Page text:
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Departmental Expenditure

Mr. Campbell-Savours: To ask the Secretary of State for Social Security if he will list Government expenditure on social security and welfare services as a percentage of gross domestic product following the definition adopted by "Eurostat, General Government Accounts and Statistics 1981-1992", page 25, table D for (a) the United Kingdom and (b) as many OECD countries as are readily available to his Department. [3068]

Mr. Burt: I refer the hon. Member to Eurostat publication "General Government accounts and statistics 1970-1993", a copy of which is available in the Library.

War Pensioners (Hearing Disorders)

Mr. Alfred Morris: To ask the Secretary of State for Social Security what recent changes in provision for hearing disorders the War Pensions Agency is now introducing; how they affect the provision of remedial help for service-related hearing loss; when these changes were submitted for parliamentary approval; what representations he has received about them; and if he will make a statement. [3072]

Mr. Heald: Article 26 of the Service Pensions Order 1983 gives the Secretary of State a discretionary power to defray necessary expenses relating to the treatment of an ex-member of the armed forces arising as a result of disablement due to service, including the cost of aids and appliances such as hearing aids. The power cannot be used, however, when the treatment, aid or appliance is provided under other UK legislation.

The long-standing policy has been to use that discretionary power to defray the costs of non-standard hearing aids for war pensioners only where a standard aid was not medically suitable.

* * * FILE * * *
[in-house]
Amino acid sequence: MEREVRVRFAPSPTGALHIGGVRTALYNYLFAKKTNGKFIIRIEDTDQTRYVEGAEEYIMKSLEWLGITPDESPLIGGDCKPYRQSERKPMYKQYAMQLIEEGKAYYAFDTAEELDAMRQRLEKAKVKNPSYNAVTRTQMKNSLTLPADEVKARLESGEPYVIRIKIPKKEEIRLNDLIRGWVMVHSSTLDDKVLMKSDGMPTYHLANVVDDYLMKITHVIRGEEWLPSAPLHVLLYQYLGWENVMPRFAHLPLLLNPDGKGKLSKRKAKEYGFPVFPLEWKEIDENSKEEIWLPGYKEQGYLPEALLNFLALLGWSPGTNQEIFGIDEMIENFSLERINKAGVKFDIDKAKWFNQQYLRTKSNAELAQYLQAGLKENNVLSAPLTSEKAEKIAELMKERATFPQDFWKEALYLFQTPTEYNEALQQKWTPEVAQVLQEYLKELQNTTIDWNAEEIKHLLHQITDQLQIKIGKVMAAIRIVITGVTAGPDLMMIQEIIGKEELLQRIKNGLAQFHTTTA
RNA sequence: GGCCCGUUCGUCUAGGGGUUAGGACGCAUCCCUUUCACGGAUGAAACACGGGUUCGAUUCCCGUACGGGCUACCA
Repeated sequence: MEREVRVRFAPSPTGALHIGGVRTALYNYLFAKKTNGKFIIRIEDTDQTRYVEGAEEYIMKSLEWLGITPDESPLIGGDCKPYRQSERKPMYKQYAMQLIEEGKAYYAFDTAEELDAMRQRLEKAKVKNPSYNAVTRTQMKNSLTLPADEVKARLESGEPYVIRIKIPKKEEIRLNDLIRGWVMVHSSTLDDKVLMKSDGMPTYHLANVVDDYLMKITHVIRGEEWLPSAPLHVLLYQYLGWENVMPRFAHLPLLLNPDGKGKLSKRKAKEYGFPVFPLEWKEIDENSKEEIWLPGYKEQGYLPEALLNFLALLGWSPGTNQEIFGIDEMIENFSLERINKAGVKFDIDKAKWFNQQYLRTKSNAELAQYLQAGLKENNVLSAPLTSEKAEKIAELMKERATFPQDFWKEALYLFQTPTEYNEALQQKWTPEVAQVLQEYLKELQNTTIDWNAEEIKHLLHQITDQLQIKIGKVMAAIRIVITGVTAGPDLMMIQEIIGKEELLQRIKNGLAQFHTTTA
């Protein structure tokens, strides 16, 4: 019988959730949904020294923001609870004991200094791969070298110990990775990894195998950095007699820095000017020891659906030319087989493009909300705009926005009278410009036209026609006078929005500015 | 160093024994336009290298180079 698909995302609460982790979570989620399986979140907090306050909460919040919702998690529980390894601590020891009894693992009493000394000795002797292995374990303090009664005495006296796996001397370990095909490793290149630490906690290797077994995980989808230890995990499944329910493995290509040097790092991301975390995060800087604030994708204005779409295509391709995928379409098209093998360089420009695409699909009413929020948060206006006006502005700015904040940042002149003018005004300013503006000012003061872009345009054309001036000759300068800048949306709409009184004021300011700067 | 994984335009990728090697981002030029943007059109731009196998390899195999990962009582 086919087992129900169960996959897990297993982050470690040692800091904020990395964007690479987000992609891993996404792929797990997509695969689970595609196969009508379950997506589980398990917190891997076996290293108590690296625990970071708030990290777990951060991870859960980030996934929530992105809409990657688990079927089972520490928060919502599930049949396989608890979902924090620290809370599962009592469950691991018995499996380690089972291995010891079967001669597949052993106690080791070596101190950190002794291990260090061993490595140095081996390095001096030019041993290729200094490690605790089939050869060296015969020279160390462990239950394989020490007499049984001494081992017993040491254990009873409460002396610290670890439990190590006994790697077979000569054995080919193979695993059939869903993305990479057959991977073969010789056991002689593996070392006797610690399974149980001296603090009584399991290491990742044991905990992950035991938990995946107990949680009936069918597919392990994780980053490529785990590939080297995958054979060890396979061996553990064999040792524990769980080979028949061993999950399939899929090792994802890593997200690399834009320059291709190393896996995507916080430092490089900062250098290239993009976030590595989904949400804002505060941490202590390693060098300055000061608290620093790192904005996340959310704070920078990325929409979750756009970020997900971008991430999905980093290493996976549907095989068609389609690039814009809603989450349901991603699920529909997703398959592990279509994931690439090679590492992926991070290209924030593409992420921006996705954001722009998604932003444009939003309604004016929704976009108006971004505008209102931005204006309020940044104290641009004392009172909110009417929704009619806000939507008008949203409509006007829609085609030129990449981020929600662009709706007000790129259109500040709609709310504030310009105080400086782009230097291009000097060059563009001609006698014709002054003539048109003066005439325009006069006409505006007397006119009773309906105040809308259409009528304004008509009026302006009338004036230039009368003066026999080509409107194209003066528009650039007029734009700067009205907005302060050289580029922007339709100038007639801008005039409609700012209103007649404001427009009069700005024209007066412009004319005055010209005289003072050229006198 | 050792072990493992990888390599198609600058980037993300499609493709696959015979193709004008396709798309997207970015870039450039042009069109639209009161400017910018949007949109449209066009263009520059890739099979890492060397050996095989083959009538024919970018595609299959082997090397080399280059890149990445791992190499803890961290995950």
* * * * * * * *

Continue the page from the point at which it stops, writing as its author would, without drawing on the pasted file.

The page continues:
With the implementation of the NHS Trust and Community Care Act 1990, the NHS is no longer restricted to supplying hearing aids from a limited list of models. NHS hearing aid centres may now purchase and supply on free loan any type of hearing aid that they consider appropriate in any individual case.

It was recently recognised that our operational procedures had not kept up with this change in the NHS arrangements. The procedures have now been amended to ensure that they reflect fully both the policy intention and the limitations placed on the Secretary of State's discretionary powers.

Any war pensioner resident in the UK approaching the War Pensions Agency for a hearing aid is now being advised to access the NHS system in the normal way. War pensioners will not be disadvantaged by these operational changes as there is now no specific hearing impairment for which the NHS cannot supply a suitable aid.

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The changes have not been submitted for parliamentary approval because there has been no change in either the law or normal policy.

We have, to date, received one letter concerning the changes, from the national chairman of the Royal British Legion.

National Insurance

Mr. Malcolm Bruce: To ask the Secretary of State for Social Security what estimate he has made of uncollected national insurance contributions for (a) 1991-92, (b) 1994-95 and (c) 1995-96; and if he will make a statement. [3386]